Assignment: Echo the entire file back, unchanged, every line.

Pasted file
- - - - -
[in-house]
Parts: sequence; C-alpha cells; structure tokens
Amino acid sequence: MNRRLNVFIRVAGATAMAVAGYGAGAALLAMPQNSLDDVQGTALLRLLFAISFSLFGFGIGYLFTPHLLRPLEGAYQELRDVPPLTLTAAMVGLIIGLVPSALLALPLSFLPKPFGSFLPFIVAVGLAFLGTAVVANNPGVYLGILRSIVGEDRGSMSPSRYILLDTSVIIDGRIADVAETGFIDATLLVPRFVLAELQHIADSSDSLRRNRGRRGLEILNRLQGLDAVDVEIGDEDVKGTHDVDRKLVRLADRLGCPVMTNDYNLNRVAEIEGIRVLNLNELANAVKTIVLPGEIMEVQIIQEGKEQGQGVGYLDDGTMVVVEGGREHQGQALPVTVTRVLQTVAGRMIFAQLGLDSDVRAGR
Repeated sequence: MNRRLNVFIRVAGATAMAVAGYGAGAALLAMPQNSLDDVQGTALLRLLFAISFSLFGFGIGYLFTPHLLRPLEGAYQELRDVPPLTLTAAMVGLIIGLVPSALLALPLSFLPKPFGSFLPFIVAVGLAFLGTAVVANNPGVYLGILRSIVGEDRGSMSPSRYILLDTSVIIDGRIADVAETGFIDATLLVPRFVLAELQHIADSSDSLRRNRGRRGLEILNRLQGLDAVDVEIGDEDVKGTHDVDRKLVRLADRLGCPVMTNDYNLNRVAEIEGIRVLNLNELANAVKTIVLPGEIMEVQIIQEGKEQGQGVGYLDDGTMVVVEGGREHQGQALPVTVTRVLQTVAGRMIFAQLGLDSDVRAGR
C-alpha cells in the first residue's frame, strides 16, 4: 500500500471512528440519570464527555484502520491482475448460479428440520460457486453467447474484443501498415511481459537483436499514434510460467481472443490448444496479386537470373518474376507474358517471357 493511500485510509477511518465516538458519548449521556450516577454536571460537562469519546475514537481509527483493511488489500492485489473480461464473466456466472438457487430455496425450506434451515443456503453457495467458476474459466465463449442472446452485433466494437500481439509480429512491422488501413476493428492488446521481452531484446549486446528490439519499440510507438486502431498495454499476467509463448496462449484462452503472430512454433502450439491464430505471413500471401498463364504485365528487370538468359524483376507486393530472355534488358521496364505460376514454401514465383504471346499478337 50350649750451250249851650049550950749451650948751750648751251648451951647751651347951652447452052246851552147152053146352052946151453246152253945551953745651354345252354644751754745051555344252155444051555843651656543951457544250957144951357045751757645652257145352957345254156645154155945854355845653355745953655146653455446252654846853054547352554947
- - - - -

[in-house]
Parts: sequence; C-alpha cells; structure tokens
Amino acid sequence: MNRRLNVFIRVAGATAMAVAGYGAGAALLAMPQNSLDDVQGTALLRLLFAISFSLFGFGIGYLFTPHLLRPLEGAYQELRDVPPLTLTAAMVGLIIGLVPSALLALPLSFLPKPFGSFLPFIVAVGLAFLGTAVVANNPGVYLGILRSIVGEDRGSMSPSRYILLDTSVIIDGRIADVAETGFIDATLLVPRFVLAELQHIADSSDSLRRNRGRRGLEILNRLQGLDAVDVEIGDEDVKGTHDVDRKLVRLADRLGCPVMTNDYNLNRVAEIEGIRVLNLNELANAVKTIVLPGEIMEVQIIQEGKEQGQGVGYLDDGTMVVVEGGREHQGQALPVTVTRVLQTVAGRMIFAQLGLDSDVRAGR
Repeated sequence: MNRRLNVFIRVAGATAMAVAGYGAGAALLAMPQNSLDDVQGTALLRLLFAISFSLFGFGIGYLFTPHLLRPLEGAYQELRDVPPLTLTAAMVGLIIGLVPSALLALPLSFLPKPFGSFLPFIVAVGLAFLGTAVVANNPGVYLGILRSIVGEDRGSMSPSRYILLDTSVIIDGRIADVAETGFIDATLLVPRFVLAELQHIADSSDSLRRNRGRRGLEILNRLQGLDAVDVEIGDEDVKGTHDVDRKLVRLADRLGCPVMTNDYNLNRVAEIEGIRVLNLNELANAVKTIVLPGEIMEVQIIQEGKEQGQGVGYLDDGTMVVVEGGREHQGQALPVTVTRVLQTVAGRMIFAQLGLDSDVRAGR
C-alpha cells in the first residue's frame, strides 16, 4: 500500500471512528440519570464527555484502520491482475448460479428440520460457486453467447474484443501498415511481459537483436499514434510460467481472443490448444496479386537470373518474376507474358517471357 493511500485510509477511518465516538458519548449521556450516577454536571460537562469519546475514537481509527483493511488489500492485489473480461464473466456466472438457487430455496425450506434451515443456503453457495467458476474459466465463449442472446452485433466494437500481439509480429512491422488501413476493428492488446521481452531484446549486446528490439519499440510507438486502431498495454499476467509463448496462449484462452503472430512454433502450439491464430505471413500471401498463364504485365528487370538468359524483376507486393530472355534488358521496364505460376514454401514465383504471346499478337 50350649750451250249851650049550950749451650948751750648751251648451951647751651347951652447452052246851552147152053146352052946151453246152253945551953745651354345252354644751754745051555344252155444051555843651656543951457544250957144951357045751757645652257145352957345254156645154155945854355845653355745953655146653455446252654846853054547352554947